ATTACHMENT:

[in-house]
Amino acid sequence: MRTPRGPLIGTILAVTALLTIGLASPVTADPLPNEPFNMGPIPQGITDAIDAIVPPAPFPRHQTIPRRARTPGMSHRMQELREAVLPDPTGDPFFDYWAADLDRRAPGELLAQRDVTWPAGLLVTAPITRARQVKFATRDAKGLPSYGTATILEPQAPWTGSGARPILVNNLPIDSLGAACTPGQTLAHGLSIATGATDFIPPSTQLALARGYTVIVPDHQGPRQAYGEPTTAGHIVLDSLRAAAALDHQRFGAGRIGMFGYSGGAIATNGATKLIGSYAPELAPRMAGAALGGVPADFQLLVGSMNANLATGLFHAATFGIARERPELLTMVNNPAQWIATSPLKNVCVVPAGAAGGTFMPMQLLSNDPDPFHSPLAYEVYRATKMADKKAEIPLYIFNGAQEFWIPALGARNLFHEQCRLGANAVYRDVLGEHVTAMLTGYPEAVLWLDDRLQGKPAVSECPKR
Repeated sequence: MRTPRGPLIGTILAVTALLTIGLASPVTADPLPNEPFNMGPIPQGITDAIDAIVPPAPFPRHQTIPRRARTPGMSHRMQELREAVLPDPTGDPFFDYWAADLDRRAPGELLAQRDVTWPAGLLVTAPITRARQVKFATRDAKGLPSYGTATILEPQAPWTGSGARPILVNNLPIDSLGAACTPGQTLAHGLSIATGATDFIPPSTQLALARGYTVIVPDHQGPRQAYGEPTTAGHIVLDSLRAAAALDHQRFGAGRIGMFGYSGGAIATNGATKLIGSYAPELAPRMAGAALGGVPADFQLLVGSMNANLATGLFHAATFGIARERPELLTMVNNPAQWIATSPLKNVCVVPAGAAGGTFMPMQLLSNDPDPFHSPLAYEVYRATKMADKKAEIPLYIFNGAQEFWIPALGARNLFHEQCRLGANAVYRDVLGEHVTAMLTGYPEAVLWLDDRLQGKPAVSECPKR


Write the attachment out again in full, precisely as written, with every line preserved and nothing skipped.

[in-house]
Amino acid sequence: MRTPRGPLIGTILAVTALLTIGLASPVTADPLPNEPFNMGPIPQGITDAIDAIVPPAPFPRHQTIPRRARTPGMSHRMQELREAVLPDPTGDPFFDYWAADLDRRAPGELLAQRDVTWPAGLLVTAPITRARQVKFATRDAKGLPSYGTATILEPQAPWTGSGARPILVNNLPIDSLGAACTPGQTLAHGLSIATGATDFIPPSTQLALARGYTVIVPDHQGPRQAYGEPTTAGHIVLDSLRAAAALDHQRFGAGRIGMFGYSGGAIATNGATKLIGSYAPELAPRMAGAALGGVPADFQLLVGSMNANLATGLFHAATFGIARERPELLTMVNNPAQWIATSPLKNVCVVPAGAAGGTFMPMQLLSNDPDPFHSPLAYEVYRATKMADKKAEIPLYIFNGAQEFWIPALGARNLFHEQCRLGANAVYRDVLGEHVTAMLTGYPEAVLWLDDRLQGKPAVSECPKR
Repeated sequence: MRTPRGPLIGTILAVTALLTIGLASPVTADPLPNEPFNMGPIPQGITDAIDAIVPPAPFPRHQTIPRRARTPGMSHRMQELREAVLPDPTGDPFFDYWAADLDRRAPGELLAQRDVTWPAGLLVTAPITRARQVKFATRDAKGLPSYGTATILEPQAPWTGSGARPILVNNLPIDSLGAACTPGQTLAHGLSIATGATDFIPPSTQLALARGYTVIVPDHQGPRQAYGEPTTAGHIVLDSLRAAAALDHQRFGAGRIGMFGYSGGAIATNGATKLIGSYAPELAPRMAGAALGGVPADFQLLVGSMNANLATGLFHAATFGIARERPELLTMVNNPAQWIATSPLKNVCVVPAGAAGGTFMPMQLLSNDPDPFHSPLAYEVYRATKMADKKAEIPLYIFNGAQEFWIPALGARNLFHEQCRLGANAVYRDVLGEHVTAMLTGYPEAVLWLDDRLQGKPAVSECPKR